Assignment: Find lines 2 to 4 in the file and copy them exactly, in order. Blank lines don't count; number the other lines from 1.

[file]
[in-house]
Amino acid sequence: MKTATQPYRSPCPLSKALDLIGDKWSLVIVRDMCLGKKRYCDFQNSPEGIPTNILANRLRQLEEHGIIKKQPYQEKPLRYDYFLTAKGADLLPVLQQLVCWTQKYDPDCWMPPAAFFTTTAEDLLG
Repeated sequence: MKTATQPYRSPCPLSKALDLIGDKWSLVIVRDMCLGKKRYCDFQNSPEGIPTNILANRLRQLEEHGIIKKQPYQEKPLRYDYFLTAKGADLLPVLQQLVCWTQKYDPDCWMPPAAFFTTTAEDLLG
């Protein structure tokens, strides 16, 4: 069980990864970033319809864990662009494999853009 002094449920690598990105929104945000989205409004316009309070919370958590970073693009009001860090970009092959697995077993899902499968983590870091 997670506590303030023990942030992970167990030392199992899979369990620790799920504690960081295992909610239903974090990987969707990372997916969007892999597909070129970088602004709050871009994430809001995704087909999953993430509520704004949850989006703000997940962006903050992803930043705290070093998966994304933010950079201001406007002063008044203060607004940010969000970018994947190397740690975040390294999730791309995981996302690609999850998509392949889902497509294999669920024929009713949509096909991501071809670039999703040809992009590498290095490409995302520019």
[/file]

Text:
Amino acid sequence: MKTATQPYRSPCPLSKALDLIGDKWSLVIVRDMCLGKKRYCDFQNSPEGIPTNILANRLRQLEEHGIIKKQPYQEKPLRYDYFLTAKGADLLPVLQQLVCWTQKYDPDCWMPPAAFFTTTAEDLLG
Repeated sequence: MKTATQPYRSPCPLSKALDLIGDKWSLVIVRDMCLGKKRYCDFQNSPEGIPTNILANRLRQLEEHGIIKKQPYQEKPLRYDYFLTAKGADLLPVLQQLVCWTQKYDPDCWMPPAAFFTTTAEDLLG
């Protein structure tokens, strides 16, 4: 069980990864970033319809864990662009494999853009 002094449920690598990105929104945000989205409004316009309070919370958590970073693009009001860090970009092959697995077993899902499968983590870091 997670506590303030023990942030992970167990030392199992899979369990620790799920504690960081295992909610239903974090990987969707990372997916969007892999597909070129970088602004709050871009994430809001995704087909999953993430509520704004949850989006703000997940962006903050992803930043705290070093998966994304933010950079201001406007002063008044203060607004940010969000970018994947190397740690975040390294999730791309995981996302690609999850998509392949889902497509294999669920024929009713949509096909991501071809670039999703040809992009590498290095490409995302520019």